Recipe 19-2: PXE Booting
It used to be that a server would be installed by booting from a tape, floppy, CD, or DVD, and the operator would answer a set of questions in order to get the operating system installed as required. This still happens today, but large organizations do not have the time to do this low-level repetitive task for each of the thousands of servers they have installed. Small organizations also benefit from the fast, automated, and identical installs that this method provides. Automated, hands-off network installs are required for this, and DHCP and PXE are pretty much the only way to do this on x86 architecture. RedHat’s Kickstart system is the most widely used automated installation infrastructure for Linux, and this recipe provides the most basic bare-bones setup to perform network installations.
This is not a systems administration book, so setting up DHCP, TFTP, and NFS servers is not covered here. This should provide a reasonable starting point for those topics, but its real purpose is to show how numbers such as IP addresses can be manipulated in shell scripts, even without apparently doing any math. The printf command can do a lot of conversion on-the-fly.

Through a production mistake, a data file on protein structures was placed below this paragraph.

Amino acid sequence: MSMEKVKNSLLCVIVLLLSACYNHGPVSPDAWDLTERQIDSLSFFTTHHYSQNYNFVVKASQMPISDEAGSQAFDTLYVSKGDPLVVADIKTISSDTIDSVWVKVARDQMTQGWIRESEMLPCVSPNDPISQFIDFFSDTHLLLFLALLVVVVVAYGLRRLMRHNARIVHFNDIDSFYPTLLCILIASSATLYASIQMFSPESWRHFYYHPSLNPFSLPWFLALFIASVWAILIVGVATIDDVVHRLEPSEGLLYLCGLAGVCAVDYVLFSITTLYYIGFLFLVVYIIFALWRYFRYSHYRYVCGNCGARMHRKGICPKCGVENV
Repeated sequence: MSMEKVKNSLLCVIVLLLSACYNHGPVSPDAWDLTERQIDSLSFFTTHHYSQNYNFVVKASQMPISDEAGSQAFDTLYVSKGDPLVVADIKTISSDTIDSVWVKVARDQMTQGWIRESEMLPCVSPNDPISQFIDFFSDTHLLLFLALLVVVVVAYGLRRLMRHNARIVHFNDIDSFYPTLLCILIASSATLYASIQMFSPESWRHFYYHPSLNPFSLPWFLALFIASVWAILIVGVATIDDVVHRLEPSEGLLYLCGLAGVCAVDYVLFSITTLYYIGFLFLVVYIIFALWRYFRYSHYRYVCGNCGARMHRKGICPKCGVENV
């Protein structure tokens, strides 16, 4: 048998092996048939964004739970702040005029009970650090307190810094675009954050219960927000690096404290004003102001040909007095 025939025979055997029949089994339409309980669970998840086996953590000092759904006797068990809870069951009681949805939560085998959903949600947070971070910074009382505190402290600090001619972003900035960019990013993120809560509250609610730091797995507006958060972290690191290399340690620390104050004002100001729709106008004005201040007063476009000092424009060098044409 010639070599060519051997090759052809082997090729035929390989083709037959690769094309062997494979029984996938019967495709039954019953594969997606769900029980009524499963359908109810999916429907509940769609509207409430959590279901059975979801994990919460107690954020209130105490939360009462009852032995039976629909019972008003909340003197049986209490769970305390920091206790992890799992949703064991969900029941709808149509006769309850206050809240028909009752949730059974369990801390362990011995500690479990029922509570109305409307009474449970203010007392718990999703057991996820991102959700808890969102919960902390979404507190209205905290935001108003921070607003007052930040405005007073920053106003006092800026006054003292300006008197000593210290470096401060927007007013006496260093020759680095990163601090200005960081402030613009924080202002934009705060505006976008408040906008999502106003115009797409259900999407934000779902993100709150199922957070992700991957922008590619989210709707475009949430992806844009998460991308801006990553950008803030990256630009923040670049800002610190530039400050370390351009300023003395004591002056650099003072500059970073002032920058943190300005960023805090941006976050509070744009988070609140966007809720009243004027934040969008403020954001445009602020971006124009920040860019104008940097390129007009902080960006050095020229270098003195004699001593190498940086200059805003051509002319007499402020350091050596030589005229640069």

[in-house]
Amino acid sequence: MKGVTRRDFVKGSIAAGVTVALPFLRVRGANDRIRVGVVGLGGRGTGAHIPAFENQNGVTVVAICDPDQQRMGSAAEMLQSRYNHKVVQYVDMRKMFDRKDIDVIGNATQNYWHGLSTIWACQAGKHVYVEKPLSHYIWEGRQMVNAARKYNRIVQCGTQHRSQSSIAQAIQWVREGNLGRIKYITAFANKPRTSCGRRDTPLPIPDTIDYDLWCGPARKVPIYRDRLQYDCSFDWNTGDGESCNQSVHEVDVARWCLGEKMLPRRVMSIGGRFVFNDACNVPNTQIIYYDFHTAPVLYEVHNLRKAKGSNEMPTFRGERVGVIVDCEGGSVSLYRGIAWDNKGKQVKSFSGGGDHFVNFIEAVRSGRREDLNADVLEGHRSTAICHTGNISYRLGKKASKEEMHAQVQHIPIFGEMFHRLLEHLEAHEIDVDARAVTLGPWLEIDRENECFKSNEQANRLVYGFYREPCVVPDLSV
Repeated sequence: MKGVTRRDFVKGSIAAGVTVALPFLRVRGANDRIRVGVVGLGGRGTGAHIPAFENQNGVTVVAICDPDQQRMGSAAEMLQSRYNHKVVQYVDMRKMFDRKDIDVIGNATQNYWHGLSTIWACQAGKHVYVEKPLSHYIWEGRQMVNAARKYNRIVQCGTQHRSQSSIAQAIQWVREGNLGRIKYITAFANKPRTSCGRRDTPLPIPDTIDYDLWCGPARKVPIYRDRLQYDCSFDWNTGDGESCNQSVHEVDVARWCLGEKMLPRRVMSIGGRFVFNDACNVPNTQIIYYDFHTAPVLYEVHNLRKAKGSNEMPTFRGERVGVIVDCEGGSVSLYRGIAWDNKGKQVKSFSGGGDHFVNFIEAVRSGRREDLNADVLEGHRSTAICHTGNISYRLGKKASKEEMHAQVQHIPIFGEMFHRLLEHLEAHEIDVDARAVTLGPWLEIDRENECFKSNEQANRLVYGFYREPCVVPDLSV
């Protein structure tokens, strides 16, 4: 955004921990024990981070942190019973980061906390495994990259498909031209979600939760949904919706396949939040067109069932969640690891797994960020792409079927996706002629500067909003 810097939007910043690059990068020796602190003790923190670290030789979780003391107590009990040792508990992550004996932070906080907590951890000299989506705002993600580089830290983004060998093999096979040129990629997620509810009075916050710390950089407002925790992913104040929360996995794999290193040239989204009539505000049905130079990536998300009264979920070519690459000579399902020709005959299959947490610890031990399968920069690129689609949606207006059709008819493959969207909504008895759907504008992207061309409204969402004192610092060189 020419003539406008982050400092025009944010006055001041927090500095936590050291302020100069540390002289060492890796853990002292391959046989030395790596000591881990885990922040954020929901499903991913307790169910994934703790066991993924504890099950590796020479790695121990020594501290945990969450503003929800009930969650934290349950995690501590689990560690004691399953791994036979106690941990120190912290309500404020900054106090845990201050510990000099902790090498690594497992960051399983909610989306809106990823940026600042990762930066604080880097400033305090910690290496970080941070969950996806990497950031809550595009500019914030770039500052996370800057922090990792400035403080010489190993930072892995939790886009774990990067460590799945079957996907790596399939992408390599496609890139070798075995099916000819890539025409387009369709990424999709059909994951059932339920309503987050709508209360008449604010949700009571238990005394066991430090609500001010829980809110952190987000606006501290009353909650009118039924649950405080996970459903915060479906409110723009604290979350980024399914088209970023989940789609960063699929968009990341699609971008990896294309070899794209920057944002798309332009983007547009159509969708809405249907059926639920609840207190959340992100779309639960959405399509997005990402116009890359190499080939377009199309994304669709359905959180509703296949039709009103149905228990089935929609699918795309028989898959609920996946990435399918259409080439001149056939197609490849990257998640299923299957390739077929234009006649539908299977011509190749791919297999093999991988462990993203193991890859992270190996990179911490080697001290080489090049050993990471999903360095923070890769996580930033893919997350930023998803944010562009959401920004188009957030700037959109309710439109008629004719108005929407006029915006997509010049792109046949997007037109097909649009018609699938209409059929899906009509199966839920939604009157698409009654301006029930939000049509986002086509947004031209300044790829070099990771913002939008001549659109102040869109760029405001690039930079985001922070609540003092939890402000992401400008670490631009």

When a machine uses the PXE (Pre-eXecution Environment) to boot directly off the network, it needs to get an IP address from a DHCP server. The DHCP server can also give it the details of a TFTP server from which to retrieve an executable file. Typically ...